There has been a lot of talk in recent weeks about the language that is being used in political discourse. Words have been tagged as “vitriolic,” as “harsh rhetoric,” as “uncivil.” There have been calls for a more genteel language, more civil language, language that expresses and conveys attitudes of respect and compromise and supports our loftier ideals.

Language is important. Sometimes situations and circumstances demand a different tone, different qualities of language. If we were to sit with President Barack Obama at a picnic table, we would be perfectly comfortable with colloquialisms, contractions and informal speech. But as we listened to the president’s State of the Union message in January, we expected more formal, elevated language words that were uplifting, perhaps at times even poetic.

On the First Sunday of Advent of this year (Nov. 27), we will welcome and implement the use of the new English translation of the Third Edition of the Roman Missal, the book that contains all of the prayers of the Mass.

Here are three basic questions:

Why do we have

a “third edition”?

In the time since the First Edition of the Roman Missal was first used in 1970, initiating fully the liturgical reforms mandated by the bishops of the Second Vatican Council, a number of supplements have been published: the two Eucharistic Prayers for Reconciliation, the four Eucharistic Prayers for Various Needs and Occasions, the collection of Marian Masses, the Rite for the Dedication of Church, for instance. Also, there have been a number of new saints added to the church’s universal calendar, and there are many new prayers for use as we celebrate those memorials. The Third Edition combines all of this into one book.

What’s different about this edition?

The most important difference is that the Roman Congregation for Divine Worship changed the rules that guided the translation of this edition of the Missal. In the last go-round, translators were allowed more freedom with the Latin texts, using a “sense equivalency” in translating from Latin to English. This time, translators had to remain more faithful to a literal translation of the Latin words and to the Latin construction of the prayers.

We also must remember that a few years ago, we began the implementation of the “General Instruction” on this edition of the Missal, and these two parts of this one book go together in intent.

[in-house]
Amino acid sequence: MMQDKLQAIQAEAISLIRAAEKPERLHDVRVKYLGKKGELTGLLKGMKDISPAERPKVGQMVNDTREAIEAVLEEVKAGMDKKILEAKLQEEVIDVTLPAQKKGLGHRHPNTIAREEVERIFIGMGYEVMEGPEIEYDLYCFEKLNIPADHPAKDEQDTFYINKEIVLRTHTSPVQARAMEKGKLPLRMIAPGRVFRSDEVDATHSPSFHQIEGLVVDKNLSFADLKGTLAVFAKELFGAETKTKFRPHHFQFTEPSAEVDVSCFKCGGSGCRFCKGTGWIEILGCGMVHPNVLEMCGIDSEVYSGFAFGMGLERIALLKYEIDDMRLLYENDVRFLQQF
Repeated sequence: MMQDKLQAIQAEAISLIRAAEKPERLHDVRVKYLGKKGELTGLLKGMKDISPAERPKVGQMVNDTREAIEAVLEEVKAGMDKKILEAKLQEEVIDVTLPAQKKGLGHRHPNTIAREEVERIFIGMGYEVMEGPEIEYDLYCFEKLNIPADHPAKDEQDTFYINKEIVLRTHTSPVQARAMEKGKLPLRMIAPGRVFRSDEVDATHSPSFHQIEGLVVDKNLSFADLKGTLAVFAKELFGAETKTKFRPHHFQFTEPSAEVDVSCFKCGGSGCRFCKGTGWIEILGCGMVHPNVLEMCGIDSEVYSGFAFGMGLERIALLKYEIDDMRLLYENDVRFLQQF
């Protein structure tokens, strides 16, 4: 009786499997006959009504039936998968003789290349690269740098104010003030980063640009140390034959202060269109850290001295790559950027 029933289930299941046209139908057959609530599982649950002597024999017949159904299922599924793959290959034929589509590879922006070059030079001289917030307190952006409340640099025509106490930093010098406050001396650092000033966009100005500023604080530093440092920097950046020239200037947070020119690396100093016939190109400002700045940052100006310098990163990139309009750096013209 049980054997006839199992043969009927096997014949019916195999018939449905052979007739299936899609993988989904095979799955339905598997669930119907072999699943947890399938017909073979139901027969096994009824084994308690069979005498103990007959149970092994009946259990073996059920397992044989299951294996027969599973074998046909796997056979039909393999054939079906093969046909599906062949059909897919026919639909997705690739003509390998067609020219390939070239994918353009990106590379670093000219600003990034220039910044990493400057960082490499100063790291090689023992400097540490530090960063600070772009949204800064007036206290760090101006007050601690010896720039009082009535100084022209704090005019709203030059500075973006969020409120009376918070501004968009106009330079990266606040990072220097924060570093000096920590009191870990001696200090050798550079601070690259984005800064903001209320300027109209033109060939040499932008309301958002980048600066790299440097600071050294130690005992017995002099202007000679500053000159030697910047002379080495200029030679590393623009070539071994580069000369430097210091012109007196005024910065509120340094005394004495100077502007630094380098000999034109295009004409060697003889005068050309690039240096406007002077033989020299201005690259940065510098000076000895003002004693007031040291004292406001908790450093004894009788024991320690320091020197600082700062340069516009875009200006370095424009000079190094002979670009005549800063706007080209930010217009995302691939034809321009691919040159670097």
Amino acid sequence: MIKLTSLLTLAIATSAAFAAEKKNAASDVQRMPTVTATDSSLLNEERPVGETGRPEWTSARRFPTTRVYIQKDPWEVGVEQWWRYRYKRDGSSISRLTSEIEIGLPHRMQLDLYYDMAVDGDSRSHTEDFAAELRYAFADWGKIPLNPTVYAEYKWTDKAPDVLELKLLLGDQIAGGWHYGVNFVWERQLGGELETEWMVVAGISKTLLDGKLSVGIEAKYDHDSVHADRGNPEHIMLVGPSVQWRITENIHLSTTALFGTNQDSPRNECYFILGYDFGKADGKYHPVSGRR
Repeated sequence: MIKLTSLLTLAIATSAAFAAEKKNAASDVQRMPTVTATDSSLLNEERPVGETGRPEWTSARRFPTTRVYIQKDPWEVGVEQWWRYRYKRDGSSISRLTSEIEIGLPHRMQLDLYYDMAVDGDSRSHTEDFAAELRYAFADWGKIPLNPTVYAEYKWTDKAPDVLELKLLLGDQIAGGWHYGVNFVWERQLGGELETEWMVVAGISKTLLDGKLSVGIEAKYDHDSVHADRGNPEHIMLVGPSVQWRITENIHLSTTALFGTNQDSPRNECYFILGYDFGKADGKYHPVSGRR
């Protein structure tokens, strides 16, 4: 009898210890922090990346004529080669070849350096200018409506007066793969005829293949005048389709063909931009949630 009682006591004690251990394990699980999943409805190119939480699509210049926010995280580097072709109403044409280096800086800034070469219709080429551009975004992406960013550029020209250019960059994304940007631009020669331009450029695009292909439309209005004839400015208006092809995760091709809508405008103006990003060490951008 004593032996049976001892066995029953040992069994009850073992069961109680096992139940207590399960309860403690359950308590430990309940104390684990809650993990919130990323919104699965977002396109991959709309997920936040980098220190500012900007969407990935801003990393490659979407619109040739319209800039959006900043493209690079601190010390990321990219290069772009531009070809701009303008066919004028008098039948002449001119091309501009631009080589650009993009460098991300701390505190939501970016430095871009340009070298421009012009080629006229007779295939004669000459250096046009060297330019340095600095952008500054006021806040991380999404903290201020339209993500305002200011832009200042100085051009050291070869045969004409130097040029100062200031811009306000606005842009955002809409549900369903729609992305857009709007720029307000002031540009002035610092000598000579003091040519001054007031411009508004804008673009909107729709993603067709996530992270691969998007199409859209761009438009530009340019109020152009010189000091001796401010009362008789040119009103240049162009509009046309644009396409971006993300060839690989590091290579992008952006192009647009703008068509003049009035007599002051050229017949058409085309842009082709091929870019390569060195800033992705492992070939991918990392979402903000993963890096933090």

The General Instruction or the guidelines for the preparation for and celebration of Mass called attention to some significant challenges. One was that the Mass was to be given a more dignified, “sacred” celebration, with respect for the “ordered” roles fulfilled in the course of the celebration by clergy, lay minister, and assembly. When you add to this a more formal use of language, there is an obvious intent here to “elevate” the quality and tone of our celebration of what we call “the sacred mystery” in the Mass: words and gestures filled with dignity, beauty and Spirit-filled grace.

What does this have

to do with me?

Most immediately, this will obviously mean getting adjusted to using some different wording in the prayers you say as part of the assembly. Of course, church parishes that already use a hymnal or missalette will find these changes in the books that will replace the ones they use now. It will also mean learning new or at least revised musical settings for the parts of the Mass we sing that have new words in them: the Glory to God, the Preface Acclamation (Holy, Holy . . .) and the Memorial Acclamation. Many settings we currently use have been modified by their composers for the new wording, but many musicians are saying it might be better for us to learn new settings to go along with the new words.

But I believe this new edition of the Missal will challenge us in two other significant ways.

First, there will be a challenge for us to listen to these prayers so that they really do become our prayers. Sentence construction in Latin is very different from sentence construction in conversational English. The prayers the priest says (the Opening Prayer, Prayer over the Gifts, Communion Prayer and especially the Eucharistic Prayers) will sound different to us at first. We will have to listen carefully in order that, over time, these prayers will be able to enter our hearts as well as our ears so that we are praying with the priest, who is speaking these prayers for us.

Second, this is an occasion for us to review our own attitude toward our public, communal worship, especially the Mass, to review and perhaps even improve our understanding of, appreciation for and, in turn, our love for the Mass. This is an occasion for us to ask ourselves if we hold the Mass in the high regard that it deserves: by our attentiveness to and participation in it, by how we prepare for it, how we dress to attend it, how much we open our hearts to pray it.

Will everyone like what has been done with this edition of the Roman Missal? No. Probably each of us will like some parts and dislike others. But let’s not focus on that. Instead, let each of us take this as an occasion to be open to the Holy Spirit to inform and inspire our openness to change and development, to deeper prayer, to greater respect for our communal worship. Let us be open to the Holy Spirit, who is ready to guide our minds to deeper reflection on the words and gestures of our prayers, the reflection that can enable us to give of ourselves that we might truly become “one body, one spirit in Christ.”

Monsignor Hedrick is also pastor of St. Angela Merici Church in Metairie.